For technology companies, Bavis pointed out, historical performance may be of less relevance. Instead, "the seller needs to consider the future earnings that are possible given the attributes that the buyers will bring to the relationship." Sellers may not have much historical performance to offer buyers; such information may be limited due to the sellers' lack of capital or trade name recognition, or other factors.

"It is even more important to consider the value drivers in the hands of the buyer," Bavis said. "Usually companies are looking for resources they don't have, which is primarily people with the skill sets they lack." He recommends that Internet business owners consider several factors that affect the valuation of their business, including changing technology; quality personnel; effectiveness of research and development; share and size of market; customer retention; key management and market growth potential.

Another way to determine the selling price is by using the number of monthly unique users (MUUs), according to investment banker H. Peter Nesvold of Brown Brother Harriman & Co. in "The Valuation Game: Internet Mergers & Acquisitions." MUUs are defined as the number of unique individual users that visit a site a month. That number can be used to determine how much a buyer is willing to pay for a site per user.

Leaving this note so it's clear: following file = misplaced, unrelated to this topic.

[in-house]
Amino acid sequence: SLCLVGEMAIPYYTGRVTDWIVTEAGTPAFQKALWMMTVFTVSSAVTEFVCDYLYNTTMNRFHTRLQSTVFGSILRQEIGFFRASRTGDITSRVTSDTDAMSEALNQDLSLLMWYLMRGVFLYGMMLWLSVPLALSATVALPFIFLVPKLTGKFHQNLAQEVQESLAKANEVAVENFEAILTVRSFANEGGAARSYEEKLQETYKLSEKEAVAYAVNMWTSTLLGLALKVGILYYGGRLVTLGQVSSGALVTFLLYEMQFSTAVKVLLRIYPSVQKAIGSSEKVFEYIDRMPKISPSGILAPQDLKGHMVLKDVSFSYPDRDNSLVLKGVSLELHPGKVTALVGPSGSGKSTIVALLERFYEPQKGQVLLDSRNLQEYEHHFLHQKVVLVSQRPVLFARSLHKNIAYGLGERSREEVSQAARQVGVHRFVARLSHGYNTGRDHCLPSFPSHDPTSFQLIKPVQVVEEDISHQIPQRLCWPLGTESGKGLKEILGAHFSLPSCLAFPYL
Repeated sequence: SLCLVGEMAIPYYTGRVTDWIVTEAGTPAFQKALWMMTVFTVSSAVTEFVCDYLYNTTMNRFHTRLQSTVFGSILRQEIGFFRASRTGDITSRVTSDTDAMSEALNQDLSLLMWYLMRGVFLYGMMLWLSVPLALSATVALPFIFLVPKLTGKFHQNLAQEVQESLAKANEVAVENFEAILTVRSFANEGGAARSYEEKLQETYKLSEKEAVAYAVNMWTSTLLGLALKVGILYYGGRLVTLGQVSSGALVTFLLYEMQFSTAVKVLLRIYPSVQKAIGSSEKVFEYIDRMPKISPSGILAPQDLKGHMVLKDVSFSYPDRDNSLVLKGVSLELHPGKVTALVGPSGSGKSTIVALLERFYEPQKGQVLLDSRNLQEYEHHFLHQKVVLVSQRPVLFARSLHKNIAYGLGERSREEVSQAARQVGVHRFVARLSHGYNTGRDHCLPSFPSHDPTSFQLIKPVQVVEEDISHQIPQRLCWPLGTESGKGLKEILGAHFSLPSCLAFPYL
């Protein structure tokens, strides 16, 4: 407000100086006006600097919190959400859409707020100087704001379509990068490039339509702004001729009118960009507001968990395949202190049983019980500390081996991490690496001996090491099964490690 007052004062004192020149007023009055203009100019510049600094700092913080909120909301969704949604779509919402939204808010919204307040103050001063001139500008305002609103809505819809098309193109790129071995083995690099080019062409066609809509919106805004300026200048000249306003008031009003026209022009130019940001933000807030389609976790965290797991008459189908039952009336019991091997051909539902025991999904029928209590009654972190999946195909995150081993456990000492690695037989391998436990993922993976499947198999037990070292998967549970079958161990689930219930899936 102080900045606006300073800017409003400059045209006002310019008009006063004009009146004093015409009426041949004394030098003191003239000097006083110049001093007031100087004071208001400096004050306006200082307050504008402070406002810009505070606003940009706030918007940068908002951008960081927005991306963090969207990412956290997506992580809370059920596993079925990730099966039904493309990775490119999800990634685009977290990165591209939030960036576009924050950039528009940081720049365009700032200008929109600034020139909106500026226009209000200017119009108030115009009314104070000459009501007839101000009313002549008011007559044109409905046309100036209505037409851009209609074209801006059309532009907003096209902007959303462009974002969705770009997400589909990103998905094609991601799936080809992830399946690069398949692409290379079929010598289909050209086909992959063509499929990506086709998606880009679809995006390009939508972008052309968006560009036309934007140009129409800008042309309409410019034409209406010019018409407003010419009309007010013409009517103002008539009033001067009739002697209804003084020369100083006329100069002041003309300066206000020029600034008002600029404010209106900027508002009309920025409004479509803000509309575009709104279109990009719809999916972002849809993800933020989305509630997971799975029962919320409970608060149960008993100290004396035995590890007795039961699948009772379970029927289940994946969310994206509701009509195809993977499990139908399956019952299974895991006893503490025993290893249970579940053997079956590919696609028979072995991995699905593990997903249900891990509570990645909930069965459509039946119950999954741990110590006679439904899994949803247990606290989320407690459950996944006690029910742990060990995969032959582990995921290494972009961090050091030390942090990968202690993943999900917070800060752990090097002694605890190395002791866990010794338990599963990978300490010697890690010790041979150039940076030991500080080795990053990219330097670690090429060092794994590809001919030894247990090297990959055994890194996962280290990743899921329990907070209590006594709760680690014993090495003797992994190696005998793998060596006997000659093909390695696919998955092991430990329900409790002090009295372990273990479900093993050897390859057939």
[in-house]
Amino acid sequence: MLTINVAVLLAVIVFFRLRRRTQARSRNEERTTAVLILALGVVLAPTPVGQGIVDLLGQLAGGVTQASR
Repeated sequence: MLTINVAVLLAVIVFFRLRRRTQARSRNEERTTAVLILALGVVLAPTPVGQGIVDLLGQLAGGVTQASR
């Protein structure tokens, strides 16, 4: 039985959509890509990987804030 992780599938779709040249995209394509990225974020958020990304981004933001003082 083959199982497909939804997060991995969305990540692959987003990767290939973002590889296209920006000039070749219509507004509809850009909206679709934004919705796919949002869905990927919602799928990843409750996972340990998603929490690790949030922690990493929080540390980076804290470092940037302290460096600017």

"A look at some recent transactions suggests, for privately-held content and/or community-oriented sites with traffic exceeding 250,000 MUUs, a range of 75x to 125x may be appropriate," he said. "This range would cover such sales as Blue Mountain Arts (85x before the earnout, 114x after the earnout), Family Point (75x), and Garnersville (74x)." The multiples vary widely from one industry to another, however, and tend to be much lower for online gaming, explained The River City Group's Jeff McClanahan, who specializes in business-to-business marketing.

The concerns facing Internet gaming site buyers and sellers are somewhat different than those posed during a typical Internet business sale. As a result, the brokerage department at The River City Group ( has developed a unique approach. First, clients wishing to sell their business fill out a site valuation form. "It's an outline to help us determine the value of the business," explained brokerage specialist Lynn Schneider. Buyers answer a number of basic questions covering the business's corporate structure, licensing, player base, software, e-commerce arrangements, financials, revenue sources, marketing and advertising expenditures and any other expenses.